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Step by Step Intuitive Eating: Principle 3

Begin Intuitive Eating by Making Peace with Food For years I believed there were certain foods I just couldn’t have around. Because when I was around them, I was out of control. Have a jar of peanut butter (Jif, obviously) in the cupboard, and I wouldn’t be able to stop myself from taking a spoon and soon scraping the bottom of the jar. Leave me unattended around a birthday cake and I’d cut “just another sliver” about 15 times. Boxes of cereal had a short shelf life, and I don’t even want to think about how I treated chocolate chips. These experiences were embarrassing and led to discomfort (gastro and mental). Sometimes eating one of these foods would lead to continued bingeing on another food. Soon I’d had a whole box of cereal and a jar of peanut butter and ice cream from the carton and chips. I’d find myself exhausted and unsure of how I had done it, and even less sure of how it had tasted. I needed to Make Peace With Food. Photo by Jess Bailey Designs on Pexels Deprivation Intuitive Eating (affiliate link) suggested I was depriving myself of certain foods. Many of which were favorite foods. These behaviors were occurring because I was not allowing myself to have these foods on a regular basis… This was SO TRUE, but I felt there was a definite reason I was not allowed to have them: I clearly had no control in their presence. Any jar of Jif would tell you that. The more I thought about it though, the more I could question it. Just like when you’re a child and you’re told you can’t go outside because it’s raining. Suddenly, only the great outdoors will satisfy you. There could be indoor games suggested or other fun toys presented, but all you can think about is that you cannot go outside. It’s novel now. The forbidden fruit is really what we go for every time. Deprivation occurs on two levels:

  • Biological: your body lacks the food and begins releasing those hunger cues

  • Psychological: your mind can experience cravings, obsessions, and compulsions when a food is forbidden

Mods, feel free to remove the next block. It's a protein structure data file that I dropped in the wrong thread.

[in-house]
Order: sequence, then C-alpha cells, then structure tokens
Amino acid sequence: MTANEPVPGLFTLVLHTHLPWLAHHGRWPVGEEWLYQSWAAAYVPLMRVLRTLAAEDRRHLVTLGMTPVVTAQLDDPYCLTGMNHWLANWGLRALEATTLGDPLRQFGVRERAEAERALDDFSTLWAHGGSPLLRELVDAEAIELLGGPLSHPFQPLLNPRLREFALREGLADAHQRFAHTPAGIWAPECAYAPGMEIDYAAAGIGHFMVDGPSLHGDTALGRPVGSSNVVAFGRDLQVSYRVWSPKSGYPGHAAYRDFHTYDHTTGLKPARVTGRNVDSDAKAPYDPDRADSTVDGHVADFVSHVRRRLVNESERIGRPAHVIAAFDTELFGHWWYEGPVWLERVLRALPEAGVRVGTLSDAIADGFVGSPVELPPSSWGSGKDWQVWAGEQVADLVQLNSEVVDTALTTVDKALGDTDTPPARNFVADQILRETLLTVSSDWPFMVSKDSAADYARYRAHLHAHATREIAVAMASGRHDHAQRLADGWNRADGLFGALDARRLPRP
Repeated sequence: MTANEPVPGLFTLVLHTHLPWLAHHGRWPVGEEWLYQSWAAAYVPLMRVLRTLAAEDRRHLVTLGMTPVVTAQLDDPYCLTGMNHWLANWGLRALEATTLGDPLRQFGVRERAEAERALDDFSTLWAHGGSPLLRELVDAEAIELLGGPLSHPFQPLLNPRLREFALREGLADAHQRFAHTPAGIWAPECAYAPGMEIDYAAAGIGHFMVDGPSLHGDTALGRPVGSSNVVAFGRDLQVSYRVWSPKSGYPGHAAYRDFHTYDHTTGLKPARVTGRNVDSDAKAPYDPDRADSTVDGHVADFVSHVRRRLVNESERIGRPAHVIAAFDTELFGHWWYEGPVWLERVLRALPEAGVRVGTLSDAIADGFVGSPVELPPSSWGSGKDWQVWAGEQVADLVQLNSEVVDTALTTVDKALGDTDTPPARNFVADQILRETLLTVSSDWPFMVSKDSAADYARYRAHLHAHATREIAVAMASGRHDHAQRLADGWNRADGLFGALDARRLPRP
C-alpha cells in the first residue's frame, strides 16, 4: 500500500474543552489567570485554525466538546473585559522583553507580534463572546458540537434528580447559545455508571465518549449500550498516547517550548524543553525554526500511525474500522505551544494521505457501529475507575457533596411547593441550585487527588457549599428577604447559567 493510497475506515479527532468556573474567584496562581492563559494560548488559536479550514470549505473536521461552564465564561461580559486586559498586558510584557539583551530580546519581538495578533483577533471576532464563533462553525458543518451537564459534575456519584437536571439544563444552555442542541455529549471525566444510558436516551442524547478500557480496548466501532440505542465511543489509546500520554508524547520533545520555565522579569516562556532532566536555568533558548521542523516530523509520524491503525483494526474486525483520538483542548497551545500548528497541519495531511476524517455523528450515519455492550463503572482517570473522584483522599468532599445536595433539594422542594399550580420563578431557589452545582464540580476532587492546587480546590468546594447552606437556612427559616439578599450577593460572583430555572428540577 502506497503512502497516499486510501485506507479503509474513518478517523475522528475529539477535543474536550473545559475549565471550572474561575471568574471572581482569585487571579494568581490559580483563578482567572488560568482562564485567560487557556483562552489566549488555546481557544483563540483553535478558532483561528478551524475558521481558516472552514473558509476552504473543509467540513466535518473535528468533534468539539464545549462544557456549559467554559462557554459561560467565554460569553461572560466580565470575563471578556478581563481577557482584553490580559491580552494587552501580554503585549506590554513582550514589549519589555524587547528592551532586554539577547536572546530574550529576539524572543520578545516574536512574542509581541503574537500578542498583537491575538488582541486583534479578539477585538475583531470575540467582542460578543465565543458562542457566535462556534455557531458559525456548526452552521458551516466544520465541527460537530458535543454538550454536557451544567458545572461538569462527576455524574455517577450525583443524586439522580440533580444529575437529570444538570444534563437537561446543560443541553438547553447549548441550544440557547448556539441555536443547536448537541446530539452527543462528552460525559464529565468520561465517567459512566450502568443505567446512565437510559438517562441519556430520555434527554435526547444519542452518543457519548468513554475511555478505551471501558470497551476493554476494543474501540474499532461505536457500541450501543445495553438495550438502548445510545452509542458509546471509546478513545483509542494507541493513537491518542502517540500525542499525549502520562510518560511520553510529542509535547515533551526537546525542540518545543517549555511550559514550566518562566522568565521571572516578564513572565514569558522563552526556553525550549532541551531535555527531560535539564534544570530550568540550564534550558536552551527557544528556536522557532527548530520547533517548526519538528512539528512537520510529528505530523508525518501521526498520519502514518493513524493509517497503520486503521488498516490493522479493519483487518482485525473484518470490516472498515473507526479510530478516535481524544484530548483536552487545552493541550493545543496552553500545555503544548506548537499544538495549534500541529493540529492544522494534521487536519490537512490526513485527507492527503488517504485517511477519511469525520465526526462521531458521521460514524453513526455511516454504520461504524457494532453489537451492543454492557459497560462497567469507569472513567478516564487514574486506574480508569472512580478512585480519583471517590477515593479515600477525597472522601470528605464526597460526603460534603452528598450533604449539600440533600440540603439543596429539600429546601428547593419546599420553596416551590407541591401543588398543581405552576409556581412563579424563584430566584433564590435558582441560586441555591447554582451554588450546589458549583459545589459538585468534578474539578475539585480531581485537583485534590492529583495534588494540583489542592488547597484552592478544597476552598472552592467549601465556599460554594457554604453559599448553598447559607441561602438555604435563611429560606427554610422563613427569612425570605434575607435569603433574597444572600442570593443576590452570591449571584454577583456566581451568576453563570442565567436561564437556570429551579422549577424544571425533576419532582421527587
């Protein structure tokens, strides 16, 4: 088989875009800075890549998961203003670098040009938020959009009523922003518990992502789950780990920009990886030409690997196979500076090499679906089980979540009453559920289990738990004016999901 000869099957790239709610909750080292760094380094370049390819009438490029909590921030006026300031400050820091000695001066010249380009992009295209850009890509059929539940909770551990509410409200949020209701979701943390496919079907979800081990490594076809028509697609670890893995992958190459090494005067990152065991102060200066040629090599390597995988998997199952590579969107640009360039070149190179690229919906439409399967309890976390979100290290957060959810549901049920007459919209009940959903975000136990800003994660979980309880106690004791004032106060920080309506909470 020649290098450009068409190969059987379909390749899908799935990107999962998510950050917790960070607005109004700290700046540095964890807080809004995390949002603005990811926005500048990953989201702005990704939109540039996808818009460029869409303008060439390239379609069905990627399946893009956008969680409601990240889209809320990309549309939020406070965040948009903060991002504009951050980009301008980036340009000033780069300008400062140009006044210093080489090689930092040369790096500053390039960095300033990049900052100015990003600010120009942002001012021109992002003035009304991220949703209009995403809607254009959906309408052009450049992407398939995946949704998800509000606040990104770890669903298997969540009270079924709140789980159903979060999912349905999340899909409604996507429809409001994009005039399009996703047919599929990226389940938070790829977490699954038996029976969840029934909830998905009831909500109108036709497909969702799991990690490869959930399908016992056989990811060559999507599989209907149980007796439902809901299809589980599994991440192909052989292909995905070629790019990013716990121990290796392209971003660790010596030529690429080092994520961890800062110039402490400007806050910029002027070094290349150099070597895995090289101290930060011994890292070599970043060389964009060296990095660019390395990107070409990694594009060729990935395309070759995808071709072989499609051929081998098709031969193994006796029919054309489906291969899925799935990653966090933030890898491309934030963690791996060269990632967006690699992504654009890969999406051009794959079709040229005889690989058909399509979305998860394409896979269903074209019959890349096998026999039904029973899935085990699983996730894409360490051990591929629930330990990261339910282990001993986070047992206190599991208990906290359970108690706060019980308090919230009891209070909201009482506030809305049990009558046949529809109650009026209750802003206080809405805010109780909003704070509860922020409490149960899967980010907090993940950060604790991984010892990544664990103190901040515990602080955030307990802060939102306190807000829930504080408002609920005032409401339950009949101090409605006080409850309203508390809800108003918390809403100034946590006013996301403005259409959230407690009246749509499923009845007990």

Forbidding yourself to be around a food is one obvious way we see biological deprivation. But psychological deprivation might be even sneakier. We see psychological deprivation in the little catch phrases we tell ourselves. You can just have a taste. No more than one this time. You’ll need to workout more if you eat that. Okay, just a scoop, and no hot fudge this time. Get the cauliflower version, not the real thing. You shouldn’t be eating this. You can’t have this without eating it all. Thoughts like these, whispered to our psyches, create a second way in which we limit ourselves and set ourselves up to overeat or binge. Suddenly, you see a window of opportunity. Here is this food, this novel, forbidden food. And here’s your chance. The time is now. Our salvatory glands activate, our mindset changes, and we experience rebound eating. Rebound eating When you believe you’re breaking a rule or making an exception to eat something, you’re telling yourself THIS IS IT. Your body and mind feel they may never have Jif again, so you might as well soak it up fully now. It’s natural. Ever have a favorite shoe or bra discontinued and find yourself buying every pair you can find online to “stock up?” No? Just me? Last Supper Mentality Another way we play into deprivation and bingeing is the Last Supper Mentality. You might allow yourself to have the peanut butter today but you’re reminding yourself throughout the whole ordeal that “the diet starts again tomorrow.” Pretty soon it’s not just peanut butter that feels fragile, but also the marshmallows, nutella, tortillas, slices of plain bread, whipped cream, Twizzlers, and last night’s mac and cheese (eaten cold, standing up). When we believe we will not have access to foods soon, they became precious. We want to have them all before “they’re gone.” Guilt And what’s more is that rebound eating typically is served with a silent serving of fresh guilt. The more we allow ourselves to eat, the less deprived we feel, but the more guilt we experience. Ridden with guilt, we might vow and plan to restrict heavily the next day…. Which, yes, increases deprivation. The cycle is destined to repeat until we make peace with food. Unconditional Permission To Eat This cycle does not have to be your reality. Sounds nuts, but letting yourself eat more is the secret to reducing overeating and bingeing. Allowing yourself to freely access all foods that appeal to you decreases their power over you. Knowing there’s always a jar of Jif in the kitchen means I can have it when I want it (need it). Allowing myself to have peanut butter when I’m wanting it (daily) means it’s not novel anymore – it’s just a part of my life. Habituation Some stop here because the idea of allowing themselves to eat anything they want sounds “unhealthy” or like “letting go.” It’s important to remember that Intuitive Eating does not overlook nutrition, but approaches it with flexibility. Many of the foods you restrict may be labeled “unhealthy” by diet culture, but this label is not always accurate and does not have to be a Mr. Yuck sticker. Read: Eating food labeled “unhealthy” foods does not make you unhealthy. You might believe that if you’re allowed to eat anything you will not be able to stop eating, and sometimes Making Peace With Food feels like that at first. But this does not last. It’s unlikely that anyone would begin to subsist entirely on donuts and cakes if listening to and honoring their hunger. Your body is just too smart for that. Habituation is the theory that the more exposed we are to something, the less appeal it has. This applies to food. Eating donut after donut will soon result in donuts not looking super appetizing. (Perhaps you’ve already experienced this with various diet foods you’ve tried to eat regularly? Rice cakes really don’t look great when you eat them every time you want a snack, do they?) Your body will send you signals for something else with a different nutrition palette. But you and your body need to know first that donuts and cakes are not off-limits. Unconditional Permission to Eat creates a harmony with your body’s cravings and your responses to them, allowing your precious energy to be directed toward things you’re actually passionate about.